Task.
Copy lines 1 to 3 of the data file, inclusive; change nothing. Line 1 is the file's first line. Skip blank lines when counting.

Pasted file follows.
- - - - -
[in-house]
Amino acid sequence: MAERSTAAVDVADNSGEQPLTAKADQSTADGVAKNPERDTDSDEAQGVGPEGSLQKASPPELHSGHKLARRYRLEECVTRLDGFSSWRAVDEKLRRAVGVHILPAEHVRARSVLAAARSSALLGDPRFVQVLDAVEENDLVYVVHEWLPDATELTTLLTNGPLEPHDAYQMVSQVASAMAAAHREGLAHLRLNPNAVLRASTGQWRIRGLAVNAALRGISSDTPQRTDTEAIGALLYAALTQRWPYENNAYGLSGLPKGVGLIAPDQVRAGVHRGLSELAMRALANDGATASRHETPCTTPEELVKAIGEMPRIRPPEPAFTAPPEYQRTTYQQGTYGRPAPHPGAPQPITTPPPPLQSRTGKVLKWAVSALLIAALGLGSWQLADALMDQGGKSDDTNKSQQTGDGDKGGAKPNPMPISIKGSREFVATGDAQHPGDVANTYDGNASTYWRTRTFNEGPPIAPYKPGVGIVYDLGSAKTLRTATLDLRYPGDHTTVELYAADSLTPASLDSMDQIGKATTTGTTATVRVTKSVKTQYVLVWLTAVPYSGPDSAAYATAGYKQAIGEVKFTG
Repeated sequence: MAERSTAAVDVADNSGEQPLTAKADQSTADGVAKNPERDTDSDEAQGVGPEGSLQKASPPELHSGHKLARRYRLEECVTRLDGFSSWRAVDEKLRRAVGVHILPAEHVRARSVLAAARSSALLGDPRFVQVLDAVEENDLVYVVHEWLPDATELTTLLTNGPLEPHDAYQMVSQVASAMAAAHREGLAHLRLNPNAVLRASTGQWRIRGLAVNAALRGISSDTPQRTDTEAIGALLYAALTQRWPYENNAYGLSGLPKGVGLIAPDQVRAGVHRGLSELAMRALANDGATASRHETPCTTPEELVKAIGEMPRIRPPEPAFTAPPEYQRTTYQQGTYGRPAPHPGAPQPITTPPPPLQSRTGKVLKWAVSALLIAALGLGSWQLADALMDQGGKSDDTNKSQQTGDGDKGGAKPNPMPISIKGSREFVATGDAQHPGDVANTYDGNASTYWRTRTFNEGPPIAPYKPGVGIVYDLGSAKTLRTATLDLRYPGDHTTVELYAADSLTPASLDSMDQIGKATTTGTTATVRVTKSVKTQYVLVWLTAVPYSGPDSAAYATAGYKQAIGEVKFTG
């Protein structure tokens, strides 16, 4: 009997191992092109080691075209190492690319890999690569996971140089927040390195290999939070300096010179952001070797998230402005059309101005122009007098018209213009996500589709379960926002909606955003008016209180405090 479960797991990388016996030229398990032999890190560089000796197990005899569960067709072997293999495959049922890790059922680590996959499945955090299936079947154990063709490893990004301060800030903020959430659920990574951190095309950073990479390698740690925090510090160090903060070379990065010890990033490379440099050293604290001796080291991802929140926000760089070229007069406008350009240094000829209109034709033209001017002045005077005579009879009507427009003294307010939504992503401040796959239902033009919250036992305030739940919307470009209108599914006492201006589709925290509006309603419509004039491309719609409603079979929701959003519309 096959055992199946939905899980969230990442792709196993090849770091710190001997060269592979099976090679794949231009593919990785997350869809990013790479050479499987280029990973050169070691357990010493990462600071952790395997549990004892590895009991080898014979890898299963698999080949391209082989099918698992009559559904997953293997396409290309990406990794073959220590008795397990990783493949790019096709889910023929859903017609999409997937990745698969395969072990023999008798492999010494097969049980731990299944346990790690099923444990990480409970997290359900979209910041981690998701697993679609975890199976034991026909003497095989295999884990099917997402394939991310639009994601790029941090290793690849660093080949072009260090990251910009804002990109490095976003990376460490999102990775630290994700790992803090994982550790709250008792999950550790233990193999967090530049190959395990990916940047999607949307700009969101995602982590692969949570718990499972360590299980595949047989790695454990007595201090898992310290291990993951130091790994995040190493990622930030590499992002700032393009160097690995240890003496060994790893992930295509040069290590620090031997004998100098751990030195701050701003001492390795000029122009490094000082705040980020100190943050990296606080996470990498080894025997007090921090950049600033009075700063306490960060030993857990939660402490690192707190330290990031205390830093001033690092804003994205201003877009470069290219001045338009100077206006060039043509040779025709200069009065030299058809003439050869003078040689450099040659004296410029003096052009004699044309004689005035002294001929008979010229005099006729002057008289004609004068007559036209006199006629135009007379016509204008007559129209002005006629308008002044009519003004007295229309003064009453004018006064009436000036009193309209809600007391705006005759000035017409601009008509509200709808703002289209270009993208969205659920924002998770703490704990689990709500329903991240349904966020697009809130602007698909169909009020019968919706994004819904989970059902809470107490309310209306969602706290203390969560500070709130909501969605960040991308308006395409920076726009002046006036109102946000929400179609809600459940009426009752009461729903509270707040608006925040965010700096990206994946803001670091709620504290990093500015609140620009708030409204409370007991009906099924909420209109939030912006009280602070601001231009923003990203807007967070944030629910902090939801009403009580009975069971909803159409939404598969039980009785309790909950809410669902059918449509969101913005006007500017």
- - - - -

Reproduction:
[in-house]
Amino acid sequence: MAERSTAAVDVADNSGEQPLTAKADQSTADGVAKNPERDTDSDEAQGVGPEGSLQKASPPELHSGHKLARRYRLEECVTRLDGFSSWRAVDEKLRRAVGVHILPAEHVRARSVLAAARSSALLGDPRFVQVLDAVEENDLVYVVHEWLPDATELTTLLTNGPLEPHDAYQMVSQVASAMAAAHREGLAHLRLNPNAVLRASTGQWRIRGLAVNAALRGISSDTPQRTDTEAIGALLYAALTQRWPYENNAYGLSGLPKGVGLIAPDQVRAGVHRGLSELAMRALANDGATASRHETPCTTPEELVKAIGEMPRIRPPEPAFTAPPEYQRTTYQQGTYGRPAPHPGAPQPITTPPPPLQSRTGKVLKWAVSALLIAALGLGSWQLADALMDQGGKSDDTNKSQQTGDGDKGGAKPNPMPISIKGSREFVATGDAQHPGDVANTYDGNASTYWRTRTFNEGPPIAPYKPGVGIVYDLGSAKTLRTATLDLRYPGDHTTVELYAADSLTPASLDSMDQIGKATTTGTTATVRVTKSVKTQYVLVWLTAVPYSGPDSAAYATAGYKQAIGEVKFTG
Repeated sequence: MAERSTAAVDVADNSGEQPLTAKADQSTADGVAKNPERDTDSDEAQGVGPEGSLQKASPPELHSGHKLARRYRLEECVTRLDGFSSWRAVDEKLRRAVGVHILPAEHVRARSVLAAARSSALLGDPRFVQVLDAVEENDLVYVVHEWLPDATELTTLLTNGPLEPHDAYQMVSQVASAMAAAHREGLAHLRLNPNAVLRASTGQWRIRGLAVNAALRGISSDTPQRTDTEAIGALLYAALTQRWPYENNAYGLSGLPKGVGLIAPDQVRAGVHRGLSELAMRALANDGATASRHETPCTTPEELVKAIGEMPRIRPPEPAFTAPPEYQRTTYQQGTYGRPAPHPGAPQPITTPPPPLQSRTGKVLKWAVSALLIAALGLGSWQLADALMDQGGKSDDTNKSQQTGDGDKGGAKPNPMPISIKGSREFVATGDAQHPGDVANTYDGNASTYWRTRTFNEGPPIAPYKPGVGIVYDLGSAKTLRTATLDLRYPGDHTTVELYAADSLTPASLDSMDQIGKATTTGTTATVRVTKSVKTQYVLVWLTAVPYSGPDSAAYATAGYKQAIGEVKFTG